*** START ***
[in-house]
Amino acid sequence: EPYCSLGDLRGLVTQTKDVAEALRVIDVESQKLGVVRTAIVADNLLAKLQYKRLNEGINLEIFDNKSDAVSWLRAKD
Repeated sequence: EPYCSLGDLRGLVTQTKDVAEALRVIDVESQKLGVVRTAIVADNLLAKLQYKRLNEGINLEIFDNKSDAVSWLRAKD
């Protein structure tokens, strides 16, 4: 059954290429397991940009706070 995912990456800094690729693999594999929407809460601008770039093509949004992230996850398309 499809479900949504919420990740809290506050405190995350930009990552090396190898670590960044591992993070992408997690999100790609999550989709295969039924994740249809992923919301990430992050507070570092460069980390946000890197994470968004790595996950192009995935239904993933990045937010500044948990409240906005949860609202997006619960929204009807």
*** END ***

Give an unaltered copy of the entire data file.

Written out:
[in-house]
Amino acid sequence: EPYCSLGDLRGLVTQTKDVAEALRVIDVESQKLGVVRTAIVADNLLAKLQYKRLNEGINLEIFDNKSDAVSWLRAKD
Repeated sequence: EPYCSLGDLRGLVTQTKDVAEALRVIDVESQKLGVVRTAIVADNLLAKLQYKRLNEGINLEIFDNKSDAVSWLRAKD
């Protein structure tokens, strides 16, 4: 059954290429397991940009706070 995912990456800094690729693999594999929407809460601008770039093509949004992230996850398309 499809479900949504919420990740809290506050405190995350930009990552090396190898670590960044591992993070992408997690999100790609999550989709295969039924994740249809992923919301990430992050507070570092460069980390946000890197994470968004790595996950192009995935239904993933990045937010500044948990409240906005949860609202997006619960929204009807």